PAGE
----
June 17, 2013
Living With the Past
by Tim Murphy
Terrence McNally talks about his new AIDS memory play Mothers and Sons—and about the history he’s witnessed in his 74 years.
During the late ’80s to mid-’90s, few plays expressed both the sorrow and gallows-humor grit of the early AIDS era more pointedly than those of Terrence McNally. In Lips Together, Teeth Apart along with A Perfect Ganesh and Love! Valor! Compassion!, he created characters living with AIDS and others trying to move forward with memories of those they’d lost, be they sons, brothers or lovers. At 74, four-time Tony-winner McNally knows whereof he speaks. He’s lost two lovers to AIDS, the actor Robert Drivas in 1986 and then in 2000 Gary Bonasorte, a playwright and cofounder of the AIDS Community Research Initiative of America.
Those themes of loss—but also of forgiveness and redemption—come up once again in his new play, Mothers and Sons, a five-hankie job if ever there was one, currently world-premiering at the Bucks County Playhouse in New Hope, Pennsylvania, through June 23. Tyne Daly, who’s probably best known for TV’s Cagney & Lacey, and who earned raves for a 2011 starring turn in McNally’s Master Class, stars here as a cold, WASPy mother who mysteriously comes back into the life of her son’s ex-lover 23 years after the son has died of AIDS. McNally, currently happily married to Thomas Kirdahy, a lawyer 25 years his junior, talked with POZ about his very long life in the theater, in a changing time for gays and in a world where he simply can’t seem to catch a break from New York Times chief theater critic Ben Brantley.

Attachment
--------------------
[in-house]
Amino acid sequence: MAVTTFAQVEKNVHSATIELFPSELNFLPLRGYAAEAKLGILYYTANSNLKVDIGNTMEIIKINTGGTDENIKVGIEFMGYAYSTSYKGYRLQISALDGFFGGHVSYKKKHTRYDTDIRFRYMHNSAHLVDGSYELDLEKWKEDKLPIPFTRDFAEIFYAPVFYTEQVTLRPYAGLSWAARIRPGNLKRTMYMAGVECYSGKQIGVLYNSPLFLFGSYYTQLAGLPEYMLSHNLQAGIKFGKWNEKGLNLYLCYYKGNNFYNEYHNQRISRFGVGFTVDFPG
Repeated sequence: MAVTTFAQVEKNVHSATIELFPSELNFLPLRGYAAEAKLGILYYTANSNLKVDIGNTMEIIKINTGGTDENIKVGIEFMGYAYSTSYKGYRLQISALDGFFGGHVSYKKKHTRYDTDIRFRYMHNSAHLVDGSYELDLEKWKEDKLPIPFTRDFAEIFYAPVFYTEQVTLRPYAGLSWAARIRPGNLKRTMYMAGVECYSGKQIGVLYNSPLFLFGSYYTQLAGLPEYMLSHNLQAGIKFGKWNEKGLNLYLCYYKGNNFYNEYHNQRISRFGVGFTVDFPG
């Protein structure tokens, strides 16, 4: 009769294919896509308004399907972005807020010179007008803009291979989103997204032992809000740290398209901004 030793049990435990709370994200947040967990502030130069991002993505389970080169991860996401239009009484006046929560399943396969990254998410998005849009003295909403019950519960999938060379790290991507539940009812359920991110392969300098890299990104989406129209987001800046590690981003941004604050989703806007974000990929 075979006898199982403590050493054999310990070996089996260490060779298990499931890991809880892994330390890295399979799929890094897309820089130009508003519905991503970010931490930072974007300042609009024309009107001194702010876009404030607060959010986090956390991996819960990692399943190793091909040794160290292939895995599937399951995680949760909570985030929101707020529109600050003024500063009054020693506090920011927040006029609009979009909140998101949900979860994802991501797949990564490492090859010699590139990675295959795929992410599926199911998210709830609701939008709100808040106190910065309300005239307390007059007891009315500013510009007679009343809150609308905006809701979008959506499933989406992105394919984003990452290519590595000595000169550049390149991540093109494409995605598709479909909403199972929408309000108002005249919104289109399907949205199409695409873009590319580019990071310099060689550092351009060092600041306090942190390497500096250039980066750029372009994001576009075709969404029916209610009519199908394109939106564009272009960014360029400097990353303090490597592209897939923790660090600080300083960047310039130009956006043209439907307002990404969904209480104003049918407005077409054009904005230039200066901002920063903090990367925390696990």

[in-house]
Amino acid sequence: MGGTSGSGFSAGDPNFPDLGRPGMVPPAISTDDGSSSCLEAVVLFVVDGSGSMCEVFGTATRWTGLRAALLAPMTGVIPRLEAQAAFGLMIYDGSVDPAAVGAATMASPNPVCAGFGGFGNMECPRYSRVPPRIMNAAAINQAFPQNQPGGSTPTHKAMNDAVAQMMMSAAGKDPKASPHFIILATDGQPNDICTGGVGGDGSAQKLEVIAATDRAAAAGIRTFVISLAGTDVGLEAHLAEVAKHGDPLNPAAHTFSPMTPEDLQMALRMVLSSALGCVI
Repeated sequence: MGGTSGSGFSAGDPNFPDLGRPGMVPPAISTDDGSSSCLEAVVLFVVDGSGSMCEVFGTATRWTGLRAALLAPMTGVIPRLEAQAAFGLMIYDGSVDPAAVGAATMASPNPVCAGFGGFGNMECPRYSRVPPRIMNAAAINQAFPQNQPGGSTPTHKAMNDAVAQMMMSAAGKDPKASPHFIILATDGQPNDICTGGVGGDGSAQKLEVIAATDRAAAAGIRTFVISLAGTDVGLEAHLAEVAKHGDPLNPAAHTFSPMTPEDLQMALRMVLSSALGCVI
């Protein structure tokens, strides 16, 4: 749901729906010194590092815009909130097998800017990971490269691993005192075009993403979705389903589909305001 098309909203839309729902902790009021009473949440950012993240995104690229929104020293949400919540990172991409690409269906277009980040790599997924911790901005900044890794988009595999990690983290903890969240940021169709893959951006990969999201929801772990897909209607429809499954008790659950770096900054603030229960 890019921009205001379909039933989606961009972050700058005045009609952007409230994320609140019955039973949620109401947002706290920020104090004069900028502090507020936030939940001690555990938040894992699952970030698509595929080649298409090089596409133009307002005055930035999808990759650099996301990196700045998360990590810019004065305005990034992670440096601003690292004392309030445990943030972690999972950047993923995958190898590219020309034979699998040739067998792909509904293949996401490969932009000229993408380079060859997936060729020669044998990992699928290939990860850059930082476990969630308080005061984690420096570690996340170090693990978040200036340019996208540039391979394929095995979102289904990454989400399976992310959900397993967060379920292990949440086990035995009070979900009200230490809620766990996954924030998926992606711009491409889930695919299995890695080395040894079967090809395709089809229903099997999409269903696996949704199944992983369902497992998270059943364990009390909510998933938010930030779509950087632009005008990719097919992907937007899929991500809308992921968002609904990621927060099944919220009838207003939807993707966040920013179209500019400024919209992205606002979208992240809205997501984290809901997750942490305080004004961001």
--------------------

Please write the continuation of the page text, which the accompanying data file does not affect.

You wrote a 1990 PBS teleplay called Andre’s Mother about this same woman, Katharine, who can’t seem to grieve the death of her son. And now here she is in your new play, 23 years later, seemingly stalking Andre’s long-ago lover, who now has a new husband and a son of his own. Heavy stuff. How did this new play come about?
Well, Bucks County Playhouse told me that Tyne Daly wanted to work with them and was interested in my making a stage adaption of Andre’s Mother. So I watched the teleplay and said to myself, “What’s the point of going back 25 years when so much has happened since?” So I wrote a totally new play. I guess you could call it a sequel. I’m no stranger to the suffering AIDS has caused. I lost a loved one to AIDS before I wrote the original Andre’s Mother, and then I lost another in 2000. But still I’d say my plays are seldom autobiographical. Well, they’re emotionally autobiographically.
Tyne Daly plays this emotionally frigid woman with stunning depth and precision. The suspense of when she will finally break down is almost unbearable. Was this woman based on your first lover’s mother?
Sort of. But basically she’s a made-up character because I never met my first lover’s mother. There was so much shame and fear then. I know people even older than me who, when their parents came to town, the partners would have to move out. The games people played in those days. It’s like in this new play, when Katharine is horrified to hear that her son’s ex-lover put her son’s first and last name on the AIDS Quilt. Parents would be furious back then when The New York Times mentioned AIDS in an obituary.
You’ve lived through several decades of both gay life and AIDS in New York City. What’s that been like?